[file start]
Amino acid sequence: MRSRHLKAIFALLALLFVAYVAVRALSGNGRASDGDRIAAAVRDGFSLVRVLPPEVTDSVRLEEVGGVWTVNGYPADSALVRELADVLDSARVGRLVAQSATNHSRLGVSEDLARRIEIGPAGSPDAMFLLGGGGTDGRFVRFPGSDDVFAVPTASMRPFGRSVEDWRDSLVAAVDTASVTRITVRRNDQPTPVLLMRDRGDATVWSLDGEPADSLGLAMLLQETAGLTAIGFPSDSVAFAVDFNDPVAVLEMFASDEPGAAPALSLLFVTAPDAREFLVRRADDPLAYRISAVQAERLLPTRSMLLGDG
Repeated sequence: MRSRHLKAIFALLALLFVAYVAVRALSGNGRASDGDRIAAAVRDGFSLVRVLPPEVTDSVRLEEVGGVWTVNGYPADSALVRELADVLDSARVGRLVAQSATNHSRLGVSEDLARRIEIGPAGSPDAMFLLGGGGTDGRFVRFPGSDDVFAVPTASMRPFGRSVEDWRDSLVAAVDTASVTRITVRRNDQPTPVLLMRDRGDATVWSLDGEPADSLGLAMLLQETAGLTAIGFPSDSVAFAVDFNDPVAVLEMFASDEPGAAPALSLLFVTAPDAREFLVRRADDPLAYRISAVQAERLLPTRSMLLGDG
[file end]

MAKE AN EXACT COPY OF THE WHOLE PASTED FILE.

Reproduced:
Amino acid sequence: MRSRHLKAIFALLALLFVAYVAVRALSGNGRASDGDRIAAAVRDGFSLVRVLPPEVTDSVRLEEVGGVWTVNGYPADSALVRELADVLDSARVGRLVAQSATNHSRLGVSEDLARRIEIGPAGSPDAMFLLGGGGTDGRFVRFPGSDDVFAVPTASMRPFGRSVEDWRDSLVAAVDTASVTRITVRRNDQPTPVLLMRDRGDATVWSLDGEPADSLGLAMLLQETAGLTAIGFPSDSVAFAVDFNDPVAVLEMFASDEPGAAPALSLLFVTAPDAREFLVRRADDPLAYRISAVQAERLLPTRSMLLGDG
Repeated sequence: MRSRHLKAIFALLALLFVAYVAVRALSGNGRASDGDRIAAAVRDGFSLVRVLPPEVTDSVRLEEVGGVWTVNGYPADSALVRELADVLDSARVGRLVAQSATNHSRLGVSEDLARRIEIGPAGSPDAMFLLGGGGTDGRFVRFPGSDDVFAVPTASMRPFGRSVEDWRDSLVAAVDTASVTRITVRRNDQPTPVLLMRDRGDATVWSLDGEPADSLGLAMLLQETAGLTAIGFPSDSVAFAVDFNDPVAVLEMFASDEPGAAPALSLLFVTAPDAREFLVRRADDPLAYRISAVQAERLLPTRSMLLGDG